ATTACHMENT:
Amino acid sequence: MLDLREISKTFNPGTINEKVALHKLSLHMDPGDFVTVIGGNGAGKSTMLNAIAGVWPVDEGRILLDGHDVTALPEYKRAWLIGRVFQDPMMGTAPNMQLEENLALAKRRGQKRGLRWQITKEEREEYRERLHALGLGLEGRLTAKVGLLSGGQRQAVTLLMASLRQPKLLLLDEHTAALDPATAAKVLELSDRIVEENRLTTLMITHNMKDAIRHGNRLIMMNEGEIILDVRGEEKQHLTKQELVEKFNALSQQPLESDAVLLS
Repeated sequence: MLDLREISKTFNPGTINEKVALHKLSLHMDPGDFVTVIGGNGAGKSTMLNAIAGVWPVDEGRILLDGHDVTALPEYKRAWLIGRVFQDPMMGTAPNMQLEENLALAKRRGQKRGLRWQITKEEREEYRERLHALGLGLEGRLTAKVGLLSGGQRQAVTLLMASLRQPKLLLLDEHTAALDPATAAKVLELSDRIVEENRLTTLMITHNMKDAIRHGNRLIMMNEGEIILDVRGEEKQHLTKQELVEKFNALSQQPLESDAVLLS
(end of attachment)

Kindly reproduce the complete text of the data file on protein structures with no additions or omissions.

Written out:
Amino acid sequence: MLDLREISKTFNPGTINEKVALHKLSLHMDPGDFVTVIGGNGAGKSTMLNAIAGVWPVDEGRILLDGHDVTALPEYKRAWLIGRVFQDPMMGTAPNMQLEENLALAKRRGQKRGLRWQITKEEREEYRERLHALGLGLEGRLTAKVGLLSGGQRQAVTLLMASLRQPKLLLLDEHTAALDPATAAKVLELSDRIVEENRLTTLMITHNMKDAIRHGNRLIMMNEGEIILDVRGEEKQHLTKQELVEKFNALSQQPLESDAVLLS
Repeated sequence: MLDLREISKTFNPGTINEKVALHKLSLHMDPGDFVTVIGGNGAGKSTMLNAIAGVWPVDEGRILLDGHDVTALPEYKRAWLIGRVFQDPMMGTAPNMQLEENLALAKRRGQKRGLRWQITKEEREEYRERLHALGLGLEGRLTAKVGLLSGGQRQAVTLLMASLRQPKLLLLDEHTAALDPATAAKVLELSDRIVEENRLTTLMITHNMKDAIRHGNRLIMMNEGEIILDVRGEEKQHLTKQELVEKFNALSQQPLESDAVLLS